copyright Jessica Norrie 2016

Review of “The Noise of Time” by Julian Barnes

noise-of-timeAs so often, Julian Barnes has created an intriguing, beautifully written novel full of trenchantly expressed universal truths.  His subject is music and conscience.  To write great music, providing you have the necessary talent, should be a process involving the composer, his or her inspiration, psychology and external influences.  For the Russian composer Shostakovich, it also had to involve avoiding the displeasure of the authorities, an impossible feat given that they were headed by Lenin, Stalin and Khrushchev. One moment he was feted, the next he had become an enemy of the people. If he wrote what he wanted to write, he was accused of formalism, revisionism, the cult of the individual. If he wrote what the NKPD or the KGB wanted him to write, his friends, colleagues, the Soviet public and the foreign press questioned his integrity. But he had little choice in the matter as the potential price of not complying with the authorities was death and banishment for his family. Time and again he had to compromise, to sign speeches he had not written, produce music he despised and swallow being used by the Soviet machine as an ambassador for Soviet values and practices.

Barnes, in the composer’s voice, calls the authorities Power. His only weapon against Power is irony, and yet if people do not recognise what he produces as ironic, he will just appear Power’s  stooge. This book is full of striking images – the composer one of many Soviet citizens who, expecting at any moment to be arrested in the night, wait fully clothed with a bag packed by the lift instead, rather than put their families through the horror of seeing them seized from their beds. He sits at meetings carefully applauding at the right time, but not listening, and accidentally one day claps loud criticism of himself. When this is pointed out by a friend, he just shrugs. His self disgust has become so great that he agrees with the criticism, he says.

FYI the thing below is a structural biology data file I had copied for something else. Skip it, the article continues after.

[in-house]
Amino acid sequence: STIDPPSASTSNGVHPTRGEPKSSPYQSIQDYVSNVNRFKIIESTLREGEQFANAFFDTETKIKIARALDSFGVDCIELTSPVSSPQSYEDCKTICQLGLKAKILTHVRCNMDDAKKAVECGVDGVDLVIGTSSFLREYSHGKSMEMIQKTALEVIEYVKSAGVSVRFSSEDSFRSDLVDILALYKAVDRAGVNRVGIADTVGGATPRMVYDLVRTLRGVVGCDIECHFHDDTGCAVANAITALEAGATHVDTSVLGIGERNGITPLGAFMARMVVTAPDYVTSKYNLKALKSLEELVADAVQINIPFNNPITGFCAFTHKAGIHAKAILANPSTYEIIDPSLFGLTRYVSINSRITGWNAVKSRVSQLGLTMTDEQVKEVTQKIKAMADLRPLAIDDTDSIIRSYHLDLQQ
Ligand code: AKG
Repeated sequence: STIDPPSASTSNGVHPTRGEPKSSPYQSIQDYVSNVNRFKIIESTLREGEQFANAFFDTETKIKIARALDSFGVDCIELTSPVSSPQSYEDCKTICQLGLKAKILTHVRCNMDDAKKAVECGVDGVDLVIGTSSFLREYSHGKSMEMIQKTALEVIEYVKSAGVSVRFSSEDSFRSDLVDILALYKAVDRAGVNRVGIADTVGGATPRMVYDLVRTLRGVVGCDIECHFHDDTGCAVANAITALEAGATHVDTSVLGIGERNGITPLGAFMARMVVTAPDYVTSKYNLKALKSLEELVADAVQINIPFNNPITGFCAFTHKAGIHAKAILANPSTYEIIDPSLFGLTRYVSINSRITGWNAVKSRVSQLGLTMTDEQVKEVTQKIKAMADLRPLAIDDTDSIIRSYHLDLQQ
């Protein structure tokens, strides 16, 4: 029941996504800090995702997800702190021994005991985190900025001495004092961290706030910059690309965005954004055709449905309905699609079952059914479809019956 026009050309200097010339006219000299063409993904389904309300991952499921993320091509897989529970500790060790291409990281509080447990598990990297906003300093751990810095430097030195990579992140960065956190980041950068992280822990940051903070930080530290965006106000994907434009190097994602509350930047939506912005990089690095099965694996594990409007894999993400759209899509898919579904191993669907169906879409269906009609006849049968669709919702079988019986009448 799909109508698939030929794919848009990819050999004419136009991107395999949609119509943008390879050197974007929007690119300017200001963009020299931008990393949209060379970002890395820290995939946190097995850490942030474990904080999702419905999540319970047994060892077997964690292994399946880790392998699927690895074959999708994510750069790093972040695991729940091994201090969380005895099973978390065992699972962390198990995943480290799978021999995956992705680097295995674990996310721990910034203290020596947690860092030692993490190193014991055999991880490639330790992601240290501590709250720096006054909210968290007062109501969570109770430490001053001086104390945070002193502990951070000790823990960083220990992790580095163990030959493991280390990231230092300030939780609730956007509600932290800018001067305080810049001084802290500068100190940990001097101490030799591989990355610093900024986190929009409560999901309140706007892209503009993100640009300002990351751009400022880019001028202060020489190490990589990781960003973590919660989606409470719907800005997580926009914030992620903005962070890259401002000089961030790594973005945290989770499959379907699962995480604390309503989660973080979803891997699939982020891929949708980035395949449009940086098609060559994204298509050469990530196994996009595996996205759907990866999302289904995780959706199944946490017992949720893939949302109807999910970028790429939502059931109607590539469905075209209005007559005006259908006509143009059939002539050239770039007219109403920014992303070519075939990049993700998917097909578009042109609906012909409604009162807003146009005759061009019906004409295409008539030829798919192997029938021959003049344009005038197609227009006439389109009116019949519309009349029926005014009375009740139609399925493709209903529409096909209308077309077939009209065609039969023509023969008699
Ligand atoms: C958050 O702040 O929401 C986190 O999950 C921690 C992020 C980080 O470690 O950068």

I was reminded of “The Sense of an Ending” by the number of times I came across statements, half composer’s voice, half that of Barnes, that encapsulate a universal truth with elegant, simple precision. It was chilling, too, to find so many of these could be applied not just as Barnes does to life under Stalin and Khrushchev, but to the diktats of our own democratic governments too (we’re obviously not under the same level of threat, but nonetheless the description is familiar):

“Bureaucrats assessed musical output as they did other categories of output; there were established norms, and deviations from those norms.”  (p.26).  “…yes, things did get easier and some filthy secrets emerged; but there was no sudden idealistic attachment to the truth, merely an awareness that it could now be used to political advantage.” (p130).

This novel is written in short, stand alone paragraphs, each representing a point in Shostakovich’s thinking, for example, thinking about his first love, his vulnerability, his musical legacy, his relationship to authority and so on.  It’s a short book, but takes a while tor read as the ideas and implacable nature of the composer’s predicament are so intense. It would be an insensitive reader who could race through without putting the book down frequently to take in and digest all the implications and wisdom (or resigned bafflement) of what has been said. This format suited me, though I seem to remember some critics not appreciating it when the book came out.

Finally, it’s a portrait of the interface between genius and an ordinary life lived as best it can be under prevailing conditions.  Very much recommended – for more details visit The Noise of Time.

© Jessica Norrie 2016